Momochi wins Capcom Pro Tour, forced to forfeit $46k prize due to lack of a ‘pro-gaming license’

Can you imagine how you would feel if you won a Capcom Pro Tour Street Fighter 5 tournament and only took home a measly $558? That is exactly what happened with pro player Yusuke Momochi, a Japanese junior high school student.

The Street Fighter 5 competition was held during the Tokyo Game Show 2019, with a prize money of 5,000,000 yen ($46,221) going to the winner. However, Momochi only received a small sum due to his failure to comply with one significant requirement.

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Momochi doesn’t have a pro-gaming license, something that is mandatory for Japanese pro gamers. According to Screen Rant, Momochi is a controversial figure due to his refusal to join the Japanese Pro-Gaming license system, something that ended up costing him a large sum of money. Momochi lost the Capcom Pro Tour prize money and only received $558.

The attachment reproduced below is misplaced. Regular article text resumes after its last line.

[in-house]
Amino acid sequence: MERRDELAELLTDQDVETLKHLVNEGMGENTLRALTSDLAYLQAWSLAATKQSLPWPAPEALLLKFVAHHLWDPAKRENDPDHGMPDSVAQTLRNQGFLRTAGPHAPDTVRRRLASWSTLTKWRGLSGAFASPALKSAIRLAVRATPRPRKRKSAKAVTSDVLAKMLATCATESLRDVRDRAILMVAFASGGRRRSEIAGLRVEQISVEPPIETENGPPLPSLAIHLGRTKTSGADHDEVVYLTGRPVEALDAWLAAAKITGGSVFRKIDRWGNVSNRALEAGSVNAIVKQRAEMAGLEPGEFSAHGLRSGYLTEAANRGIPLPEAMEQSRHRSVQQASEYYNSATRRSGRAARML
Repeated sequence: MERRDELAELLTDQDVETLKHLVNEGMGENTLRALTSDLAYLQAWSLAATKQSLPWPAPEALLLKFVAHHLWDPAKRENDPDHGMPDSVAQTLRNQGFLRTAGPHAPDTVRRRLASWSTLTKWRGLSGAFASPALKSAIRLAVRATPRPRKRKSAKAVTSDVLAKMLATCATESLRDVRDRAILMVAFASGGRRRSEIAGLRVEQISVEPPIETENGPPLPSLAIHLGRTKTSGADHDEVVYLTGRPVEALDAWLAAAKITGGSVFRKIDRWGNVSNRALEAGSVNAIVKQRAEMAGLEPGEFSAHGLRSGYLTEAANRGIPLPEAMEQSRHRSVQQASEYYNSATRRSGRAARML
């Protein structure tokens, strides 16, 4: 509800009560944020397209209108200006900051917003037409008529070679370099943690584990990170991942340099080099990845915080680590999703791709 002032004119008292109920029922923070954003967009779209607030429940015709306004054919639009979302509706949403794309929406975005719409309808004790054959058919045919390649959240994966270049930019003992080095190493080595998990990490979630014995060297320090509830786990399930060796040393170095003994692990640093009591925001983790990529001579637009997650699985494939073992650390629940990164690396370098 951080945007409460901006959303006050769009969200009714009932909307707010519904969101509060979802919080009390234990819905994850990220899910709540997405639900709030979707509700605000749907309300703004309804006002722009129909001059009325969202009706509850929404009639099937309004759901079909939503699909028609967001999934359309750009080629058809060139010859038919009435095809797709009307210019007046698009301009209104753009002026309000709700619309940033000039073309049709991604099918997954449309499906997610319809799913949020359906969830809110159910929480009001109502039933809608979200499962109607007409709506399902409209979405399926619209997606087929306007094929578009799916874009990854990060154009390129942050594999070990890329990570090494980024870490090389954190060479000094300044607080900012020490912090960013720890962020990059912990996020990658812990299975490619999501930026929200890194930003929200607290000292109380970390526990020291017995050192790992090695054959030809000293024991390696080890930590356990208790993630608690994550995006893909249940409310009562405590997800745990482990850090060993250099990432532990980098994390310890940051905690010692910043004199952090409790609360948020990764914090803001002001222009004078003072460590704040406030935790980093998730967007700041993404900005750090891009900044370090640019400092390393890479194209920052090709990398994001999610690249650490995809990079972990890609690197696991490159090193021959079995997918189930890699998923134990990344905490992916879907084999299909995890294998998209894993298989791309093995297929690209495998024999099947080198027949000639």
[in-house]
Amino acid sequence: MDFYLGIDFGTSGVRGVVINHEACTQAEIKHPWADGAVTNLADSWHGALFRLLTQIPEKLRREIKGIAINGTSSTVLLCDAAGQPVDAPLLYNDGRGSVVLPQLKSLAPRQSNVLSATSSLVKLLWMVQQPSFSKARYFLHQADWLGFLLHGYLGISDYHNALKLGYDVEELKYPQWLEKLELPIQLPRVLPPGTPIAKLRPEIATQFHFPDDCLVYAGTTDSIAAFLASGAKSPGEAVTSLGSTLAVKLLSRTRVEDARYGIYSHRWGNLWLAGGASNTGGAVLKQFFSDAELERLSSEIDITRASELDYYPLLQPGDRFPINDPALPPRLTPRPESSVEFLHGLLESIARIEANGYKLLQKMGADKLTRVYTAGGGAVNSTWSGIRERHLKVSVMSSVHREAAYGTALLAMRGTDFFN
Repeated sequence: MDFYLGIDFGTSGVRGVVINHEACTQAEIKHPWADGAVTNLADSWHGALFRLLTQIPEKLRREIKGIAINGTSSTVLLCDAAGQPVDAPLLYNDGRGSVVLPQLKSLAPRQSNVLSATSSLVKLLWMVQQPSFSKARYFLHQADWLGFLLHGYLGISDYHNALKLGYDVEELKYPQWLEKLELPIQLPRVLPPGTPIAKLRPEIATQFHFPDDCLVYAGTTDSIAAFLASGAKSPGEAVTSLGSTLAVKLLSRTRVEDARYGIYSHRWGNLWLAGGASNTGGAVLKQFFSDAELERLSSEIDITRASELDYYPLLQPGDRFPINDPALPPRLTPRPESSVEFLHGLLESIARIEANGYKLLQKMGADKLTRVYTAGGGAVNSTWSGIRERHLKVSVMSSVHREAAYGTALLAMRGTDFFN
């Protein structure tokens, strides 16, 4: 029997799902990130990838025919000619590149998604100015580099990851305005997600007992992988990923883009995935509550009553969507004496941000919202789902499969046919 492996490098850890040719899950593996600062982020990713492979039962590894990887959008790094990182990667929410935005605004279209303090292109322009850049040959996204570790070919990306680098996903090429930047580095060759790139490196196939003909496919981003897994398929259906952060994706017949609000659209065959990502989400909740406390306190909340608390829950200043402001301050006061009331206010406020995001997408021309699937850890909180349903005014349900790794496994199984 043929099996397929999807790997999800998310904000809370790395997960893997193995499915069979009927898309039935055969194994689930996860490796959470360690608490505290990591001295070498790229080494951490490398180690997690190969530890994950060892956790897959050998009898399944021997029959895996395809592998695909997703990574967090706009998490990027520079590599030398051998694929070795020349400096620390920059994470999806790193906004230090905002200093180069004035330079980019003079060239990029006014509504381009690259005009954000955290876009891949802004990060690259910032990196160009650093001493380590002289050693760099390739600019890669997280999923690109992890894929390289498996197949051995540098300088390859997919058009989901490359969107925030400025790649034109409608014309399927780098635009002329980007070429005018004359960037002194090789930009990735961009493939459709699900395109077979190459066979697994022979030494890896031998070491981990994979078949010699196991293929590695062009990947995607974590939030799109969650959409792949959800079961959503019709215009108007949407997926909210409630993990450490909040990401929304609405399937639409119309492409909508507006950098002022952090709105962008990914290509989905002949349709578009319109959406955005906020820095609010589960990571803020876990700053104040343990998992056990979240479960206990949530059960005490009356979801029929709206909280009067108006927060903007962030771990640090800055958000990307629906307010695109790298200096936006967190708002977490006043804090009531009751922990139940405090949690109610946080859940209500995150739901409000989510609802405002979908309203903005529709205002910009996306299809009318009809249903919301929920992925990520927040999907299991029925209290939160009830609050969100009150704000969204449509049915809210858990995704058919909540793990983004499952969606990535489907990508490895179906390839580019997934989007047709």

Without the required Pro-Gaming license, the maximum amount that he and any other player in the same situation can earn is $925. There is some controversy surrounding Japanese Pro Gaming, due to the country’s harsh gambling laws, with tournaments requiring an entry fee being considered gambling, and seen as a way to entice customers to purchase a product or service. Some publishers such as Namco have tried creative ways to make sure the full prize money goes to the competitors, like sponsorships, but this remains a gray area.

The Capcom Pro Tour 2019 is taking place in December in Los Angeles, with Momochi likely to be one of the competitors. Currently sitting in fifth place and with the top 26 players going to the finals, Momochi will be fighting for a $250,000 prize pool.

But there was another gamer that was forced to forfeit the prize as well. Junior high school student Yuwa won the Puzzle & Dragons tournament, but according to Kotaku, players aged between 13 and 15 require a junior license to compete, waiving any rights to receive the prize money.  Instead, Yuwa received a trophy, a gaming headset, and a year’s supply of chocolate almonds and energy drinks. He later said on Twitter that he “received honor instead of money.”